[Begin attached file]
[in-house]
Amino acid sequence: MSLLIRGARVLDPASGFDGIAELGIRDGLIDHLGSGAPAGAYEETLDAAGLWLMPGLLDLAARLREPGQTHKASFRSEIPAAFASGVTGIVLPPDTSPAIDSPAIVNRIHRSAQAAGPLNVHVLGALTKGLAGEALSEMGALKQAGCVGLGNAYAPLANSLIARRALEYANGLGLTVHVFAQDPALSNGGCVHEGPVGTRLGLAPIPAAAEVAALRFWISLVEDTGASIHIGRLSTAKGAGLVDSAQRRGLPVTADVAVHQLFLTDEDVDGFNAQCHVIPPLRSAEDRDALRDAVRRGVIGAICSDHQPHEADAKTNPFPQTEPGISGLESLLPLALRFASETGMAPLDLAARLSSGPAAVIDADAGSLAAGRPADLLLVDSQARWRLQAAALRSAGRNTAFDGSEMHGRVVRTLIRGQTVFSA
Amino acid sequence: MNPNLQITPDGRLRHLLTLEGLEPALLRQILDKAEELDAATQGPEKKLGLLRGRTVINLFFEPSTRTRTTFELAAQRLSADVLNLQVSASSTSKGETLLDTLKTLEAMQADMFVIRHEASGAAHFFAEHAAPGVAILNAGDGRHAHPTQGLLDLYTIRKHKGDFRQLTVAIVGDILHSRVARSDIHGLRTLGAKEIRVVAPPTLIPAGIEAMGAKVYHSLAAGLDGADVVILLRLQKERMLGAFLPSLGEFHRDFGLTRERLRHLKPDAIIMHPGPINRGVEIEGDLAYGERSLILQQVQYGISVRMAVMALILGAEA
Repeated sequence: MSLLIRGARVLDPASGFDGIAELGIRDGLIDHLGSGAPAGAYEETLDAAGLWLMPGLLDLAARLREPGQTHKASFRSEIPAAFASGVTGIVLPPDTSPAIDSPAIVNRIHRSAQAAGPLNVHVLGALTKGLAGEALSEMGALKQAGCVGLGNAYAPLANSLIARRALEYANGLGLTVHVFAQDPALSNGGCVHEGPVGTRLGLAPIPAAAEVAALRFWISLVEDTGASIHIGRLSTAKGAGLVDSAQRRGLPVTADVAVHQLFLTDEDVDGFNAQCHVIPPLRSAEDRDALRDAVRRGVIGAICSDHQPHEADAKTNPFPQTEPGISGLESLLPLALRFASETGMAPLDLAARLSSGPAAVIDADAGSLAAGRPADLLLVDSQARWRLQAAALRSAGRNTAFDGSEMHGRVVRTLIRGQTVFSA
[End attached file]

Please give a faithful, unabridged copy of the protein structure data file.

[in-house]
Amino acid sequence: MSLLIRGARVLDPASGFDGIAELGIRDGLIDHLGSGAPAGAYEETLDAAGLWLMPGLLDLAARLREPGQTHKASFRSEIPAAFASGVTGIVLPPDTSPAIDSPAIVNRIHRSAQAAGPLNVHVLGALTKGLAGEALSEMGALKQAGCVGLGNAYAPLANSLIARRALEYANGLGLTVHVFAQDPALSNGGCVHEGPVGTRLGLAPIPAAAEVAALRFWISLVEDTGASIHIGRLSTAKGAGLVDSAQRRGLPVTADVAVHQLFLTDEDVDGFNAQCHVIPPLRSAEDRDALRDAVRRGVIGAICSDHQPHEADAKTNPFPQTEPGISGLESLLPLALRFASETGMAPLDLAARLSSGPAAVIDADAGSLAAGRPADLLLVDSQARWRLQAAALRSAGRNTAFDGSEMHGRVVRTLIRGQTVFSA
Amino acid sequence: MNPNLQITPDGRLRHLLTLEGLEPALLRQILDKAEELDAATQGPEKKLGLLRGRTVINLFFEPSTRTRTTFELAAQRLSADVLNLQVSASSTSKGETLLDTLKTLEAMQADMFVIRHEASGAAHFFAEHAAPGVAILNAGDGRHAHPTQGLLDLYTIRKHKGDFRQLTVAIVGDILHSRVARSDIHGLRTLGAKEIRVVAPPTLIPAGIEAMGAKVYHSLAAGLDGADVVILLRLQKERMLGAFLPSLGEFHRDFGLTRERLRHLKPDAIIMHPGPINRGVEIEGDLAYGERSLILQQVQYGISVRMAVMALILGAEA
Repeated sequence: MSLLIRGARVLDPASGFDGIAELGIRDGLIDHLGSGAPAGAYEETLDAAGLWLMPGLLDLAARLREPGQTHKASFRSEIPAAFASGVTGIVLPPDTSPAIDSPAIVNRIHRSAQAAGPLNVHVLGALTKGLAGEALSEMGALKQAGCVGLGNAYAPLANSLIARRALEYANGLGLTVHVFAQDPALSNGGCVHEGPVGTRLGLAPIPAAAEVAALRFWISLVEDTGASIHIGRLSTAKGAGLVDSAQRRGLPVTADVAVHQLFLTDEDVDGFNAQCHVIPPLRSAEDRDALRDAVRRGVIGAICSDHQPHEADAKTNPFPQTEPGISGLESLLPLALRFASETGMAPLDLAARLSSGPAAVIDADAGSLAAGRPADLLLVDSQARWRLQAAALRSAGRNTAFDGSEMHGRVVRTLIRGQTVFSA